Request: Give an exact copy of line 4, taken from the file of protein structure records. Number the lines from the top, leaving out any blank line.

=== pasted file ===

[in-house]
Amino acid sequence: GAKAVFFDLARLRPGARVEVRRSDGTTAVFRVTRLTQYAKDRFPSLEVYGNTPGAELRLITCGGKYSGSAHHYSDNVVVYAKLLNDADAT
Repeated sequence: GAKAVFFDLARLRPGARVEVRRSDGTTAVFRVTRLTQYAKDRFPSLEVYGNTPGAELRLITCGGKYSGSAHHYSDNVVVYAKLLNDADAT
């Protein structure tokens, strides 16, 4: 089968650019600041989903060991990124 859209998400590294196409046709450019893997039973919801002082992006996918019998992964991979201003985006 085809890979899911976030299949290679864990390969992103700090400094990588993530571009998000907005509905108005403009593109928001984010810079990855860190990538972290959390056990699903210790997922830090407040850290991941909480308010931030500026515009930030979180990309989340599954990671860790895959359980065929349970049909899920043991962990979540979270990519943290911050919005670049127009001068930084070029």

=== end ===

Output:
């Protein structure tokens, strides 16, 4: 089968650019600041989903060991990124 859209998400590294196409046709450019893997039973919801002082992006996918019998992964991979201003985006 085809890979899911976030299949290679864990390969992103700090400094990588993530571009998000907005509905108005403009593109928001984010810079990855860190990538972290959390056990699903210790997922830090407040850290991941909480308010931030500026515009930030979180990309989340599954990671860790895959359980065929349970049909899920043991962990979540979270990519943290911050919005670049127009001068930084070029």